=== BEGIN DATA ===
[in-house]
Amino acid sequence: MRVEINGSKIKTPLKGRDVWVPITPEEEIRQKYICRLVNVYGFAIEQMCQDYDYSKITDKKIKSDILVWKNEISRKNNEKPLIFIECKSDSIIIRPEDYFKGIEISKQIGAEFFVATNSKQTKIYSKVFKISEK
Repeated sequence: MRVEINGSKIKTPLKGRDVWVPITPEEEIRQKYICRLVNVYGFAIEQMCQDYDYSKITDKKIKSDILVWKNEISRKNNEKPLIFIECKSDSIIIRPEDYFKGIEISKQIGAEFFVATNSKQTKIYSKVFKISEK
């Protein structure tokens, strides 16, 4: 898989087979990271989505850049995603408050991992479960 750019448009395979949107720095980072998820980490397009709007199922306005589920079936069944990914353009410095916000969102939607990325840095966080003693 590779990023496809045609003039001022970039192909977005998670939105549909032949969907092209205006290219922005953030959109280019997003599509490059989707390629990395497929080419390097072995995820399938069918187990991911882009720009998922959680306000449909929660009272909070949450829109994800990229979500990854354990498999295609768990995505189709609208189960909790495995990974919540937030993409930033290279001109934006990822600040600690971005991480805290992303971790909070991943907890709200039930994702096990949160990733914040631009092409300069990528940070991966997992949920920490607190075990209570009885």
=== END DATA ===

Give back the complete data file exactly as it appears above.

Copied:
[in-house]
Amino acid sequence: MRVEINGSKIKTPLKGRDVWVPITPEEEIRQKYICRLVNVYGFAIEQMCQDYDYSKITDKKIKSDILVWKNEISRKNNEKPLIFIECKSDSIIIRPEDYFKGIEISKQIGAEFFVATNSKQTKIYSKVFKISEK
Repeated sequence: MRVEINGSKIKTPLKGRDVWVPITPEEEIRQKYICRLVNVYGFAIEQMCQDYDYSKITDKKIKSDILVWKNEISRKNNEKPLIFIECKSDSIIIRPEDYFKGIEISKQIGAEFFVATNSKQTKIYSKVFKISEK
């Protein structure tokens, strides 16, 4: 898989087979990271989505850049995603408050991992479960 750019448009395979949107720095980072998820980490397009709007199922306005589920079936069944990914353009410095916000969102939607990325840095966080003693 590779990023496809045609003039001022970039192909977005998670939105549909032949969907092209205006290219922005953030959109280019997003599509490059989707390629990395497929080419390097072995995820399938069918187990991911882009720009998922959680306000449909929660009272909070949450829109994800990229979500990854354990498999295609768990995505189709609208189960909790495995990974919540937030993409930033290279001109934006990822600040600690971005991480805290992303971790909070991943907890709200039930994702096990949160990733914040631009092409300069990528940070991966997992949920920490607190075990209570009885």